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Cutting back Viburnum bodnantense

Hi. We spared this V bodnantense when designing our garden as it's a gathering place for birds. I want to cut it back by ~0.5 - 1m all the way around, so we can see the flowerbed beyond and to create more of a border in front of it. Each of the uprights has its own roots - what's the best method to prune it back and remove the roots as well? Will it take it ok if all of the outer edge is done at once (the shrub seems healthy)? Does anyone have any similar experience? Thanks


  • nutcutletnutcutlet PeterboroughPosts: 26,878
    it will look really ugly if you just shorten the stems, thin out by removing some stems to ground level.
  • fidgetbonesfidgetbones Derbyshire but with a Nottinghamshire postcode. Posts: 16,475
    My Mums "garden tidy upper"  prunes hers to a shape. It ruins the flowers for the following year. Like Nutcutlet says, thin it by taking out the thickest stems to as low as you can.  Then take some height out of it.
  • Pete.8Pete.8 Billericay, EssexPosts: 9,876
    edited February 2020
    I do a bit of both with mine.
    I cut a few stems to the ground to encourage new stems to be produced and shorten some other stems in early Spring, and in late summer when the long new growth has stopped I cut all the new growth right back to as far as I can reach so the main framework of the shrub keeps to about 6-7ft high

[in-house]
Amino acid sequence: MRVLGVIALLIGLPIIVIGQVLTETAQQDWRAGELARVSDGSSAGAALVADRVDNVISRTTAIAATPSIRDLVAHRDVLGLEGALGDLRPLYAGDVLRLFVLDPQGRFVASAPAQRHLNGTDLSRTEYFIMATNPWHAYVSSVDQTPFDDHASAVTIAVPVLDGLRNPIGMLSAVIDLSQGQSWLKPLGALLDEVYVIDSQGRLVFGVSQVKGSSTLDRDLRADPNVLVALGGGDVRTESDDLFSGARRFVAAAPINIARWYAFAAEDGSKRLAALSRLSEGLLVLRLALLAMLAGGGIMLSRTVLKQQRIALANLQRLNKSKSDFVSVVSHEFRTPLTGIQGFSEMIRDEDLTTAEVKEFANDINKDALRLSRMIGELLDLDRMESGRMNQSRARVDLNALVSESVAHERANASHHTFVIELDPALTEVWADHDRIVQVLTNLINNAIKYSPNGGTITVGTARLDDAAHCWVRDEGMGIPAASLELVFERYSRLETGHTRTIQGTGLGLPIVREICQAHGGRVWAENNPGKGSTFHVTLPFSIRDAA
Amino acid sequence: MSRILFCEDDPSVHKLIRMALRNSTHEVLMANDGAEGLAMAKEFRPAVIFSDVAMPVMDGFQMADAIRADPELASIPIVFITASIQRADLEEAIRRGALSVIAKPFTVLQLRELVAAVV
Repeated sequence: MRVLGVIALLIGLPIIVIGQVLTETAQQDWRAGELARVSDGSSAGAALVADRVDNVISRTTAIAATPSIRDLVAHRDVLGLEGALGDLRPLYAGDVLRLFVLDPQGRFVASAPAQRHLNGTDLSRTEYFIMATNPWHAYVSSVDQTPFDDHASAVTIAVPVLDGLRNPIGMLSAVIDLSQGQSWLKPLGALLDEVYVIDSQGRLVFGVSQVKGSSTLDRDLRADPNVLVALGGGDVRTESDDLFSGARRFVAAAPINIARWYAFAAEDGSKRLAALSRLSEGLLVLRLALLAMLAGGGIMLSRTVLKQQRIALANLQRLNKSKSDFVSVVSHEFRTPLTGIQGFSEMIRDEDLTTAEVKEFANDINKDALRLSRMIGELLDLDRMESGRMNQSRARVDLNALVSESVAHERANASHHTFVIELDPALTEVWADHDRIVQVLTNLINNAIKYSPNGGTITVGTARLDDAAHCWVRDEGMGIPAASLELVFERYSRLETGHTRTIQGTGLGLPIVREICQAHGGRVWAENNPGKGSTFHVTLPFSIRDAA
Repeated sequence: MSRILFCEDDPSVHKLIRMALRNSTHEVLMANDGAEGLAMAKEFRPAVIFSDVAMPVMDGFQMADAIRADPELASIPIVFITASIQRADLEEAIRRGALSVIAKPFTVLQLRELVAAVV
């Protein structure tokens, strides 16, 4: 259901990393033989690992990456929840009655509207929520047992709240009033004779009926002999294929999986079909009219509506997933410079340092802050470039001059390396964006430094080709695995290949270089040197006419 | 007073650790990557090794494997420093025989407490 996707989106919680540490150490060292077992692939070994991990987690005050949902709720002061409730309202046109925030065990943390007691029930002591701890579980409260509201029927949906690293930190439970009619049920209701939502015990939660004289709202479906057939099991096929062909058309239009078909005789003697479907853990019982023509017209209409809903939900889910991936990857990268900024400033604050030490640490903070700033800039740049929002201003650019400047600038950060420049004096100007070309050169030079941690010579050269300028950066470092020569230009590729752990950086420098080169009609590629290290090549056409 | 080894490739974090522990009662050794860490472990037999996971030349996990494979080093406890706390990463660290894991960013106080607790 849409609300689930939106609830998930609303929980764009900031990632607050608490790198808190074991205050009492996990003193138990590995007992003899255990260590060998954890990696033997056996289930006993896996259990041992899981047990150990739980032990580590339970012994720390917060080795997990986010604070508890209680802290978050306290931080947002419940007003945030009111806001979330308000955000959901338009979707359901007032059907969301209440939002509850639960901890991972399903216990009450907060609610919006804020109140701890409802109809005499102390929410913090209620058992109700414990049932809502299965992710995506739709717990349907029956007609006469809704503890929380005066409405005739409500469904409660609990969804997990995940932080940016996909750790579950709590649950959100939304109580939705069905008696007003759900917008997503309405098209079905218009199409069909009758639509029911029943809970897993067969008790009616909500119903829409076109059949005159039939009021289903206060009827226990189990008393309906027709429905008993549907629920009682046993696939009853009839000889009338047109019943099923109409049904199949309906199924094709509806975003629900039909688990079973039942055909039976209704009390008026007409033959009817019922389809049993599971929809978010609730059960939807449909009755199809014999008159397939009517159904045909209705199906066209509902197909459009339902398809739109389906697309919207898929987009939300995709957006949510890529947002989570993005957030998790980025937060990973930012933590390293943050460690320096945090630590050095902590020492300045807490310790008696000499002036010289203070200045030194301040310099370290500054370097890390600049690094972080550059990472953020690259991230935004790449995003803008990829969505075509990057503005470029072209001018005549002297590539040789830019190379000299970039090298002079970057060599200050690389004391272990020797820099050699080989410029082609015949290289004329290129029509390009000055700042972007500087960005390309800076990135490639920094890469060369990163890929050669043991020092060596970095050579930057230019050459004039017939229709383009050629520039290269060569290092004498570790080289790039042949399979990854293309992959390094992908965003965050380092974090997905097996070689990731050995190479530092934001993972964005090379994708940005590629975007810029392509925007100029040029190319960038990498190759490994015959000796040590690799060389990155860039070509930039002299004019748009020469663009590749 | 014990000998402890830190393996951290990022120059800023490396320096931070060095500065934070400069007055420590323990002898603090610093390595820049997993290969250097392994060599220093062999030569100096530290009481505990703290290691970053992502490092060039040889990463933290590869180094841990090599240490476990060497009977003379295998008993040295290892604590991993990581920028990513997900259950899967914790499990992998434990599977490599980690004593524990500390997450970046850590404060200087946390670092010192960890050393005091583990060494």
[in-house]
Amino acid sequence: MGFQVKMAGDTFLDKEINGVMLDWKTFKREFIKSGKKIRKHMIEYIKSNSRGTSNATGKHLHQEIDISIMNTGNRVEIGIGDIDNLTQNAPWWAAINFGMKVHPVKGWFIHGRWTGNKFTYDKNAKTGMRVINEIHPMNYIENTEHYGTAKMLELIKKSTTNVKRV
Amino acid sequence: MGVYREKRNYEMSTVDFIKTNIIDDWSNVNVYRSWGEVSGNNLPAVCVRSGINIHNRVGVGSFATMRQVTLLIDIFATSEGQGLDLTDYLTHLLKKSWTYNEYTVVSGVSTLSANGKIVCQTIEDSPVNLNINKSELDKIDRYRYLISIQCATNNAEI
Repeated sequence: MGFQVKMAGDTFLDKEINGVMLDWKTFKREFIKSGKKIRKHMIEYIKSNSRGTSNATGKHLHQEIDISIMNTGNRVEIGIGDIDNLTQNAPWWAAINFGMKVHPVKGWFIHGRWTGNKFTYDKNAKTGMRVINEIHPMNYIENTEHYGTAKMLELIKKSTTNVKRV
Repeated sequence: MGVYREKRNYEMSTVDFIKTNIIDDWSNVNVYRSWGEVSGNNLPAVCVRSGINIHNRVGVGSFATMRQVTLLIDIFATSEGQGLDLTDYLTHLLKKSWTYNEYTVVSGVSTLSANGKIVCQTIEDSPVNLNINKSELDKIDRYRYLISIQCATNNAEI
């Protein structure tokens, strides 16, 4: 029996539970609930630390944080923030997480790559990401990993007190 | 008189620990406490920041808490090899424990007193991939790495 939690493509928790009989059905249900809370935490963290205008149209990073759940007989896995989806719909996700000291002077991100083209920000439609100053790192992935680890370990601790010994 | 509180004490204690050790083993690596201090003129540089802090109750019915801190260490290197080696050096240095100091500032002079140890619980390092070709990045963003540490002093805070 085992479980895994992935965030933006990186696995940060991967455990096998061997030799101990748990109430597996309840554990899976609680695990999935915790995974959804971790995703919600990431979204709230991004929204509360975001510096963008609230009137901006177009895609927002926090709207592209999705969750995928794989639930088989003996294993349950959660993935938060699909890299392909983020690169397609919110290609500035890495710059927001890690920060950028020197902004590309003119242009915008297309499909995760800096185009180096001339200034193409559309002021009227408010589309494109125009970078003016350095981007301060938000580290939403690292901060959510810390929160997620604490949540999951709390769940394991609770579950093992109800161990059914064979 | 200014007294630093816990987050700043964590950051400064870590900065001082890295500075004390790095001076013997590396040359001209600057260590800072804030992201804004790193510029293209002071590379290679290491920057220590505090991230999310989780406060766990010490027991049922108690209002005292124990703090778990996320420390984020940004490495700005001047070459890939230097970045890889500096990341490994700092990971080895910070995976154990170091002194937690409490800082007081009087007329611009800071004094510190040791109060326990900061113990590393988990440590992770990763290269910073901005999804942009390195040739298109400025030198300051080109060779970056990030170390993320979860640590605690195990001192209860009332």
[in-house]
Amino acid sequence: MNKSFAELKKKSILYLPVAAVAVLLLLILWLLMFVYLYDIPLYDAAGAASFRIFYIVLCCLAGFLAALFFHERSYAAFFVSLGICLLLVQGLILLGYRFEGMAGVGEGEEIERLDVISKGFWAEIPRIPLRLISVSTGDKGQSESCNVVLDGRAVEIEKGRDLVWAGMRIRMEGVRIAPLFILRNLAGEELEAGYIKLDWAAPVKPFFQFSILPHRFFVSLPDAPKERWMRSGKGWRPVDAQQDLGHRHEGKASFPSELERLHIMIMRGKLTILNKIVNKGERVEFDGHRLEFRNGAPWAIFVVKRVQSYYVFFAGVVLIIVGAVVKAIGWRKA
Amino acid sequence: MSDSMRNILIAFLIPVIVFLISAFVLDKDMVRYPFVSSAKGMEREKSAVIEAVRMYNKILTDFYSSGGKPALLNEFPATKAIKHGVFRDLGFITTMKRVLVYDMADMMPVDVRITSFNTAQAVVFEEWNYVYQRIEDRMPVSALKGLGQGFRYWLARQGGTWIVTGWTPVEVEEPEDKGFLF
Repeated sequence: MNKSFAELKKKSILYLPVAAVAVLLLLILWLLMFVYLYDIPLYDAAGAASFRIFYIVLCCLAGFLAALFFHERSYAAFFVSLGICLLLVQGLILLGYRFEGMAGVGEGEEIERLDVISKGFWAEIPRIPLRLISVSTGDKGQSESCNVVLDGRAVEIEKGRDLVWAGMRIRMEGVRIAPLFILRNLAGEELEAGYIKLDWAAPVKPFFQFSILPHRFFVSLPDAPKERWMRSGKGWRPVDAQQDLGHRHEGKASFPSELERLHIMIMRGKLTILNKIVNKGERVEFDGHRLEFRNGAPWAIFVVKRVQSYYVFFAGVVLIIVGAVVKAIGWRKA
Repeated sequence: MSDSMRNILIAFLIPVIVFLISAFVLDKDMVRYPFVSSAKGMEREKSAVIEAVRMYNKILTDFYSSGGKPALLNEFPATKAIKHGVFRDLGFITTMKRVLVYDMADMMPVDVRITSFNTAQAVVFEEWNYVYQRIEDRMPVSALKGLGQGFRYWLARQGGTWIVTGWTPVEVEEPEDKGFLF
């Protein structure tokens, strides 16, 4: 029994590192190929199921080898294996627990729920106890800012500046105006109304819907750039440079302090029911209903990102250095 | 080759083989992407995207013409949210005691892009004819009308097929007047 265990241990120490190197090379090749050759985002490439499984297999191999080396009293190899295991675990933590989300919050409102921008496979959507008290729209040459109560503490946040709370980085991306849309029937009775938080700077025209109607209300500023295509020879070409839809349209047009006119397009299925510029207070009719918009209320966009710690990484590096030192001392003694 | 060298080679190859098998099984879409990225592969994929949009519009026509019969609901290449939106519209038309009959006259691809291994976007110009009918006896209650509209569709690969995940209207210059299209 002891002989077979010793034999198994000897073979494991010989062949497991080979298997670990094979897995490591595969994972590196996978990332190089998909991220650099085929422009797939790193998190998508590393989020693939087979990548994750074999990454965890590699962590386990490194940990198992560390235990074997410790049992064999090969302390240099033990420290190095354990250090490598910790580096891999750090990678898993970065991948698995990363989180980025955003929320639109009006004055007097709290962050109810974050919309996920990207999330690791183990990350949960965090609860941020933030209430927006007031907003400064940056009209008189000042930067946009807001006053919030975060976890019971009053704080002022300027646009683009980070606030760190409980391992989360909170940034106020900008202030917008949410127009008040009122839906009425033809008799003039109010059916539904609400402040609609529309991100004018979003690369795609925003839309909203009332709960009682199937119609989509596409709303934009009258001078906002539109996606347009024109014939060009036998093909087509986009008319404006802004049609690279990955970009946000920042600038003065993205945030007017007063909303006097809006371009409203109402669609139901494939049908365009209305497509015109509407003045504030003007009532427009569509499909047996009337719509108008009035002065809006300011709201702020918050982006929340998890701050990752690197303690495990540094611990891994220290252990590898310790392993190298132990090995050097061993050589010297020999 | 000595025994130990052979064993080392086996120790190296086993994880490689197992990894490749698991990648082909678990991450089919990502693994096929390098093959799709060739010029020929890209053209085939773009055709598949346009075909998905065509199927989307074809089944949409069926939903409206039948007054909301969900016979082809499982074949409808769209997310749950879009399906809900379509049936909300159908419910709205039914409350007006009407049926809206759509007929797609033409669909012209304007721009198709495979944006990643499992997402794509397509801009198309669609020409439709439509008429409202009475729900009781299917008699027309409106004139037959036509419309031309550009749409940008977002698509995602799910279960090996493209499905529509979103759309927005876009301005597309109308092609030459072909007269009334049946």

Knowledge is knowing that a tomato is a fruit.
    Wisdom is not putting it in a fruit salad.
  • Thanks. Just realised my post could be ambiguous. By cut back 0.5 - 1m, I don't mean the height of stems. I mean I want to increase the depth of the bed in front of it by 0.5 - 1m. So removing the outer VB stems altogether to achieve that. Which I assume means digging out their roots as well (so soil can then be added and other plants planted in the widened bed). I wondered how best to do that - how to remove the stems and roots. Just cut the outer stems to ground level, then dig the stumps and their roots out? Would that work?
  • BobTheGardenerBobTheGardener Leicestershire, UKPosts: 11,391
    As nutcutlet says, these are best pruned by removing some of the oldest stems in the centre.
    Viburnums naturally spread by sending up new shoots from the roots as those grow outwards, so the youngest, healthiest part of a large 'patch' like yours are the stems on the outside.
    If there are good strong young stems at the back, then you could leave those in place and cut the oldest wood in the centre right down to the ground, severing and digging out all roots and shoots between those and the lawn. 
    The viburnum will slowly spread forwards again, as time goes by.
    When causing severe damage to roots, there is always a chance that the plant will die of course.

    A trowel in the hand is worth a thousand lost under a bush.
  • Thank you, that makes sense, I'll give it a go. Thanks for everyone's replies.
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